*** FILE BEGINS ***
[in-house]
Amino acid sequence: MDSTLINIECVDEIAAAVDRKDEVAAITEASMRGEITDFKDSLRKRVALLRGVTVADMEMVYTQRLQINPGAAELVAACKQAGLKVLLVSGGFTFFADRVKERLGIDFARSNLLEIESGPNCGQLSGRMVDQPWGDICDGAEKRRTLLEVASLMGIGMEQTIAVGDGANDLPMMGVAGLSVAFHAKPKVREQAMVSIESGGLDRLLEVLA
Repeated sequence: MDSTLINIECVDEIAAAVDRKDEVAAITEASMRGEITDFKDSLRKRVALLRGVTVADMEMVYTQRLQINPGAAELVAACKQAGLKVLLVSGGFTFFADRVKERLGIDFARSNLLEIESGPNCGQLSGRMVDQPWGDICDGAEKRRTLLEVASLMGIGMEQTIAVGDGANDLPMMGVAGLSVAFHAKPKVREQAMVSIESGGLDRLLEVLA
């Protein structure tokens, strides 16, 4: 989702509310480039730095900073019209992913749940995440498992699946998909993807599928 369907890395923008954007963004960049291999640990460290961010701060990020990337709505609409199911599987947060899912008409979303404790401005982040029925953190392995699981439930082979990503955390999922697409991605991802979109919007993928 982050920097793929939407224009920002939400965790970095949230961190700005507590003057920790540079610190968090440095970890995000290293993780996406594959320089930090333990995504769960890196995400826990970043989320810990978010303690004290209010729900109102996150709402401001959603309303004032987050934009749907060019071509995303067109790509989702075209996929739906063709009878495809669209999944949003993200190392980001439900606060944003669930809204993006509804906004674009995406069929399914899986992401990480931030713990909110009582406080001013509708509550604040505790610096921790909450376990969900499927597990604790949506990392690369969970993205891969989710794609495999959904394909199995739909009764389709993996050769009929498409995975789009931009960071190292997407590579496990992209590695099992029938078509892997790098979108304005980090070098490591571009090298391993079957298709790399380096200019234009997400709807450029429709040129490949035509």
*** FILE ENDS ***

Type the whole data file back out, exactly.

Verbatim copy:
[in-house]
Amino acid sequence: MDSTLINIECVDEIAAAVDRKDEVAAITEASMRGEITDFKDSLRKRVALLRGVTVADMEMVYTQRLQINPGAAELVAACKQAGLKVLLVSGGFTFFADRVKERLGIDFARSNLLEIESGPNCGQLSGRMVDQPWGDICDGAEKRRTLLEVASLMGIGMEQTIAVGDGANDLPMMGVAGLSVAFHAKPKVREQAMVSIESGGLDRLLEVLA
Repeated sequence: MDSTLINIECVDEIAAAVDRKDEVAAITEASMRGEITDFKDSLRKRVALLRGVTVADMEMVYTQRLQINPGAAELVAACKQAGLKVLLVSGGFTFFADRVKERLGIDFARSNLLEIESGPNCGQLSGRMVDQPWGDICDGAEKRRTLLEVASLMGIGMEQTIAVGDGANDLPMMGVAGLSVAFHAKPKVREQAMVSIESGGLDRLLEVLA
């Protein structure tokens, strides 16, 4: 989702509310480039730095900073019209992913749940995440498992699946998909993807599928 369907890395923008954007963004960049291999640990460290961010701060990020990337709505609409199911599987947060899912008409979303404790401005982040029925953190392995699981439930082979990503955390999922697409991605991802979109919007993928 982050920097793929939407224009920002939400965790970095949230961190700005507590003057920790540079610190968090440095970890995000290293993780996406594959320089930090333990995504769960890196995400826990970043989320810990978010303690004290209010729900109102996150709402401001959603309303004032987050934009749907060019071509995303067109790509989702075209996929739906063709009878495809669209999944949003993200190392980001439900606060944003669930809204993006509804906004674009995406069929399914899986992401990480931030713990909110009582406080001013509708509550604040505790610096921790909450376990969900499927597990604790949506990392690369969970993205891969989710794609495999959904394909199995739909009764389709993996050769009929498409995975789009931009960071190292997407590579496990992209590695099992029938078509892997790098979108304005980090070098490591571009090298391993079957298709790399380096200019234009997400709807450029429709040129490949035509």